doc/groups.dox
author Peter Kovacs <kpeter@inf.elte.hu>
Sun, 09 Jan 2011 15:06:55 +0100
changeset 1204 dff32ce3db71
parent 1202 ef200e268af2
child 1206 a2d142bb5d3c
permissions -rw-r--r--
Make InsertionTsp much faster and improve docs (#386)
     1 /* -*- mode: C++; indent-tabs-mode: nil; -*-
     2  *
     3  * This file is a part of LEMON, a generic C++ optimization library.
     4  *
     5  * Copyright (C) 2003-2010
     6  * Egervary Jeno Kombinatorikus Optimalizalasi Kutatocsoport
     7  * (Egervary Research Group on Combinatorial Optimization, EGRES).
     8  *
     9  * Permission to use, modify and distribute this software is granted
    10  * provided that this copyright notice appears in all copies. For
    11  * precise terms see the accompanying LICENSE file.
    12  *
    13  * This software is provided "AS IS" with no warranty of any kind,
    14  * express or implied, and with no claim as to its suitability for any
    15  * purpose.
    16  *
    17  */
    18 
    19 namespace lemon {
    20 
    21 /**
    22 @defgroup datas Data Structures
    23 This group contains the several data structures implemented in LEMON.
    24 */
    25 
    26 /**
    27 @defgroup graphs Graph Structures
    28 @ingroup datas
    29 \brief Graph structures implemented in LEMON.
    30 
    31 The implementation of combinatorial algorithms heavily relies on
    32 efficient graph implementations. LEMON offers data structures which are
    33 planned to be easily used in an experimental phase of implementation studies,
    34 and thereafter the program code can be made efficient by small modifications.
    35 
    36 The most efficient implementation of diverse applications require the
    37 usage of different physical graph implementations. These differences
    38 appear in the size of graph we require to handle, memory or time usage
    39 limitations or in the set of operations through which the graph can be
    40 accessed.  LEMON provides several physical graph structures to meet
    41 the diverging requirements of the possible users.  In order to save on
    42 running time or on memory usage, some structures may fail to provide
    43 some graph features like arc/edge or node deletion.
    44 
    45 Alteration of standard containers need a very limited number of
    46 operations, these together satisfy the everyday requirements.
    47 In the case of graph structures, different operations are needed which do
    48 not alter the physical graph, but gives another view. If some nodes or
    49 arcs have to be hidden or the reverse oriented graph have to be used, then
    50 this is the case. It also may happen that in a flow implementation
    51 the residual graph can be accessed by another algorithm, or a node-set
    52 is to be shrunk for another algorithm.
    53 LEMON also provides a variety of graphs for these requirements called
    54 \ref graph_adaptors "graph adaptors". Adaptors cannot be used alone but only
    55 in conjunction with other graph representations.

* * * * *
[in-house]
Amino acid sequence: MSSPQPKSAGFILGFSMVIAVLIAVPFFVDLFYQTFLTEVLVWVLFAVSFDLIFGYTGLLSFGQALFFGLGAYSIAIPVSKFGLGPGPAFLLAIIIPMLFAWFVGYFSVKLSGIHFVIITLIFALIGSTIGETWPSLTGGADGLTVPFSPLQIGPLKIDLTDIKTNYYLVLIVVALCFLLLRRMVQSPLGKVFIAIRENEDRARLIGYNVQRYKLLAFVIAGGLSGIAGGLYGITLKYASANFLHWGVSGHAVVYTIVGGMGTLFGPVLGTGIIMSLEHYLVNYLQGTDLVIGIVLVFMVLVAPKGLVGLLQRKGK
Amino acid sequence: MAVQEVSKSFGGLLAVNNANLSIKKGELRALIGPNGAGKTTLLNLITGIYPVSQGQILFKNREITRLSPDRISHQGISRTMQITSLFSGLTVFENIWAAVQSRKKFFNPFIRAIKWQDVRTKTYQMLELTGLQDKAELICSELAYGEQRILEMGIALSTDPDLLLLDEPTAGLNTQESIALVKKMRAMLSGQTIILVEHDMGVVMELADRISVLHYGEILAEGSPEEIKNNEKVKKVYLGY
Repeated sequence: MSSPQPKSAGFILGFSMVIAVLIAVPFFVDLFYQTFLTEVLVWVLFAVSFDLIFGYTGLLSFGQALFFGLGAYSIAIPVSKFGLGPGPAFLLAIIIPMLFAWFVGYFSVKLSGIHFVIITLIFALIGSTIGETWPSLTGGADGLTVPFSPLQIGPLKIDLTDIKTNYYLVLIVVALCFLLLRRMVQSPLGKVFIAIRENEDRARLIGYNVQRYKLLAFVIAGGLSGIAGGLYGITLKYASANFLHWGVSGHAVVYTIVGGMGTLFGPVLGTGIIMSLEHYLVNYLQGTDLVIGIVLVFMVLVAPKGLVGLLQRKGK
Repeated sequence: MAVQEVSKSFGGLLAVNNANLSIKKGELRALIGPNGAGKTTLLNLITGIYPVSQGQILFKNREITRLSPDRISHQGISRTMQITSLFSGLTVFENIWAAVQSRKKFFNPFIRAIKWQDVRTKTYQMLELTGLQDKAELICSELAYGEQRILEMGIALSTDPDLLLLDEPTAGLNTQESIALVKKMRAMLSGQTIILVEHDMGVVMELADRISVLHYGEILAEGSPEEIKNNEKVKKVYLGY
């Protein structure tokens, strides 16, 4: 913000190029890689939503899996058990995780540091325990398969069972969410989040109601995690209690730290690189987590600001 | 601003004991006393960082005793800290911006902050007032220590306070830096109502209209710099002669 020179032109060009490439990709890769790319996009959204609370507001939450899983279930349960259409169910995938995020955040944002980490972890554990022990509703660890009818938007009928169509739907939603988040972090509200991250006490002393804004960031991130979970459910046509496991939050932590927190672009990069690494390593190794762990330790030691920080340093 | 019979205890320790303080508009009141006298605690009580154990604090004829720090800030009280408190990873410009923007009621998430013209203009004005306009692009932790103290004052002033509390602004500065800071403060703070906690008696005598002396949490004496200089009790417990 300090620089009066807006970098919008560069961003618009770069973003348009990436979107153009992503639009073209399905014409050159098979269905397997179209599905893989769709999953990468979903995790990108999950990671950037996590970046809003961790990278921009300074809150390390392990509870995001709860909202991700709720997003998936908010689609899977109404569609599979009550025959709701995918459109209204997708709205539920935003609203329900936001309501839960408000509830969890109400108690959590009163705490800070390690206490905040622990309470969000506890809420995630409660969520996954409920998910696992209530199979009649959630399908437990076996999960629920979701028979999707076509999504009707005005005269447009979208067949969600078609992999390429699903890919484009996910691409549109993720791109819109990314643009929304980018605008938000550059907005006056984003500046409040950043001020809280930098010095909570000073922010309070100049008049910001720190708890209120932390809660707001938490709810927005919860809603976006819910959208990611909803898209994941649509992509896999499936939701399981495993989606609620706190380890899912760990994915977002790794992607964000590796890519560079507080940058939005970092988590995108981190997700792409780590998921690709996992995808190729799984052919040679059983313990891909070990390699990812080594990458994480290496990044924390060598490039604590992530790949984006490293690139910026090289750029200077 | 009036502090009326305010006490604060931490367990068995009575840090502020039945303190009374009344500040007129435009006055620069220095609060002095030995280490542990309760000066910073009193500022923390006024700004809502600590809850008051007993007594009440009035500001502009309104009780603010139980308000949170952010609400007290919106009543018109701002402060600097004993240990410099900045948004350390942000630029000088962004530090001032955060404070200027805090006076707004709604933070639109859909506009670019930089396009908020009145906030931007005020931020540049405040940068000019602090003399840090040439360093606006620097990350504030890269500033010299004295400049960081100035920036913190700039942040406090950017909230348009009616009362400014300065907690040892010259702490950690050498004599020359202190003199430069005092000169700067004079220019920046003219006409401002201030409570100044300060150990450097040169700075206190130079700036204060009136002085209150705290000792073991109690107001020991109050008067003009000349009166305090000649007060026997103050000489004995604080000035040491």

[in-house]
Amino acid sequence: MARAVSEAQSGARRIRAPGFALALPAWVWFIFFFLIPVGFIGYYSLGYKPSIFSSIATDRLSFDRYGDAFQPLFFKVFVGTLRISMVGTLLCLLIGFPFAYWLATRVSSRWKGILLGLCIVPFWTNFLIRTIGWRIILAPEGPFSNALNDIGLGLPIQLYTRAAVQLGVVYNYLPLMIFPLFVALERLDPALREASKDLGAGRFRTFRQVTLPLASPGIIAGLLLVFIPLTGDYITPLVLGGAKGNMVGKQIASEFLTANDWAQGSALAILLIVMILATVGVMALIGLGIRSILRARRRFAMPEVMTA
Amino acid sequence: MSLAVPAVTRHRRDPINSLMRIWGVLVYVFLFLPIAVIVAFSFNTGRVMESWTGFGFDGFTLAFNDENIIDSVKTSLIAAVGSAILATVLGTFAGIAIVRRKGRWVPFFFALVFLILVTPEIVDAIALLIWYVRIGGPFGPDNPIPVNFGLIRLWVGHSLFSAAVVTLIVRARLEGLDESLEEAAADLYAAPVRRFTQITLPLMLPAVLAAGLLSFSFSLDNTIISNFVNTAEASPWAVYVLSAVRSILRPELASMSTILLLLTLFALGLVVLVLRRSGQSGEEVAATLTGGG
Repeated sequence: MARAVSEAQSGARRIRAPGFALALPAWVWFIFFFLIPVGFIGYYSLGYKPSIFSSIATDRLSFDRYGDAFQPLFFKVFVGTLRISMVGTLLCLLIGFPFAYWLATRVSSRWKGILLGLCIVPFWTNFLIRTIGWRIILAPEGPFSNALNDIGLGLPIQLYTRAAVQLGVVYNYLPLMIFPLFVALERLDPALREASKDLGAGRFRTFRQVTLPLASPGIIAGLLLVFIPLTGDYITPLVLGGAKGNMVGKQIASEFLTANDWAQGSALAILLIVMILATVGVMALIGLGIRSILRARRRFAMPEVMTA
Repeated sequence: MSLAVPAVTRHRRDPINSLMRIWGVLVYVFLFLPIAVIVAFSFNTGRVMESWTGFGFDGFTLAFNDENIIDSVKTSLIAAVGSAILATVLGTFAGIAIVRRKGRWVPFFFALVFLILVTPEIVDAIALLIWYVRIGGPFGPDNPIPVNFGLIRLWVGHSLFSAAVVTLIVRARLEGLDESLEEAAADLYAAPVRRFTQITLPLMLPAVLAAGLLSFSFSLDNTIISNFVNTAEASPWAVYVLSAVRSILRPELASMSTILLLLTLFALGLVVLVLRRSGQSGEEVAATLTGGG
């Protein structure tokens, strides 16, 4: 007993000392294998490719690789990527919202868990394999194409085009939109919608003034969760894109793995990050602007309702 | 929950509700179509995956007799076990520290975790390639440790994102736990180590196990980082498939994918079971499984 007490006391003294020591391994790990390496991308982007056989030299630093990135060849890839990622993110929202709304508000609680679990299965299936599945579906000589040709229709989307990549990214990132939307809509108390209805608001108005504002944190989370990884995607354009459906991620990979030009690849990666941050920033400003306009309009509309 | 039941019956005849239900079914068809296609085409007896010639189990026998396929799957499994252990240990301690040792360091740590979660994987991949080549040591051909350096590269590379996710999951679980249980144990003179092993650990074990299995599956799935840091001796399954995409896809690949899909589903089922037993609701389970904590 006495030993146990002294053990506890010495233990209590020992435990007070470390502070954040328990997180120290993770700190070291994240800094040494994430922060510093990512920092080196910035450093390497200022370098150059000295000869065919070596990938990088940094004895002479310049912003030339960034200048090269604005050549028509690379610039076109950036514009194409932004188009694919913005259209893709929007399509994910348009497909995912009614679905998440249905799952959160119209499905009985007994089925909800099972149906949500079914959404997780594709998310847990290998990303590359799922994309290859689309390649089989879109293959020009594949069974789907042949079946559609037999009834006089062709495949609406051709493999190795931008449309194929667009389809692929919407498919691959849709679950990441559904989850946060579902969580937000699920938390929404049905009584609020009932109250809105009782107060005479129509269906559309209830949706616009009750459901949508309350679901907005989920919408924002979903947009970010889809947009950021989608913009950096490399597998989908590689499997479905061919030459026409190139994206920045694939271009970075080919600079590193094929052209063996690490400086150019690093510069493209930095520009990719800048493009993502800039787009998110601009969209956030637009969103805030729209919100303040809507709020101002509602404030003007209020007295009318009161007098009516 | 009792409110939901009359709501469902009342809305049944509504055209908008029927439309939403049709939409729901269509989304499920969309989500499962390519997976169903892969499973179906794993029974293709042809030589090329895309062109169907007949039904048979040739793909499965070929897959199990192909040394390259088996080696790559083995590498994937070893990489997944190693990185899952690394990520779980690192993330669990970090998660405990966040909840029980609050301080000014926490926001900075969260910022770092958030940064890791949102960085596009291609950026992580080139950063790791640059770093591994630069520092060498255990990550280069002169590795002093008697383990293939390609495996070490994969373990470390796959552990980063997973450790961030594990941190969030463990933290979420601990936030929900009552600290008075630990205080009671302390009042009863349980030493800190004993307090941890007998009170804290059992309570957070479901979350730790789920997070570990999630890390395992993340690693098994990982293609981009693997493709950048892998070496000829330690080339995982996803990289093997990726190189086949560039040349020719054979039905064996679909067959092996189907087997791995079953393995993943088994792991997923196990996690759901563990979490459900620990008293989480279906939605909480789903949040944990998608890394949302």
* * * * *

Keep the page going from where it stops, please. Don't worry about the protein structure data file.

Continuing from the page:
56 
    57 You are free to use the graph structure that fit your requirements
    58 the best, most graph algorithms and auxiliary data structures can be used
    59 with any graph structure.
    60 
    61 <b>See also:</b> \ref graph_concepts "Graph Structure Concepts".
    62 */
    63 
    64 /**
    65 @defgroup graph_adaptors Adaptor Classes for Graphs
    66 @ingroup graphs
    67 \brief Adaptor classes for digraphs and graphs
    68 
    69 This group contains several useful adaptor classes for digraphs and graphs.
    70 
    71 The main parts of LEMON are the different graph structures, generic
    72 graph algorithms, graph concepts, which couple them, and graph
    73 adaptors. While the previous notions are more or less clear, the
    74 latter one needs further explanation. Graph adaptors are graph classes
    75 which serve for considering graph structures in different ways.
    76 
    77 A short example makes this much clearer.  Suppose that we have an
    78 instance \c g of a directed graph type, say ListDigraph and an algorithm
    79 \code
    80 template <typename Digraph>
    81 int algorithm(const Digraph&);
    82 \endcode
    83 is needed to run on the reverse oriented graph.  It may be expensive
    84 (in time or in memory usage) to copy \c g with the reversed
    85 arcs.  In this case, an adaptor class is used, which (according
    86 to LEMON \ref concepts::Digraph "digraph concepts") works as a digraph.
    87 The adaptor uses the original digraph structure and digraph operations when
    88 methods of the reversed oriented graph are called.  This means that the adaptor
    89 have minor memory usage, and do not perform sophisticated algorithmic
    90 actions.  The purpose of it is to give a tool for the cases when a
    91 graph have to be used in a specific alteration.  If this alteration is
    92 obtained by a usual construction like filtering the node or the arc set or
    93 considering a new orientation, then an adaptor is worthwhile to use.
    94 To come back to the reverse oriented graph, in this situation
    95 \code
    96 template<typename Digraph> class ReverseDigraph;
    97 \endcode
    98 template class can be used. The code looks as follows
    99 \code
   100 ListDigraph g;
   101 ReverseDigraph<ListDigraph> rg(g);
   102 int result = algorithm(rg);
   103 \endcode
   104 During running the algorithm, the original digraph \c g is untouched.
   105 This techniques give rise to an elegant code, and based on stable
   106 graph adaptors, complex algorithms can be implemented easily.
   107 
   108 In flow, circulation and matching problems, the residual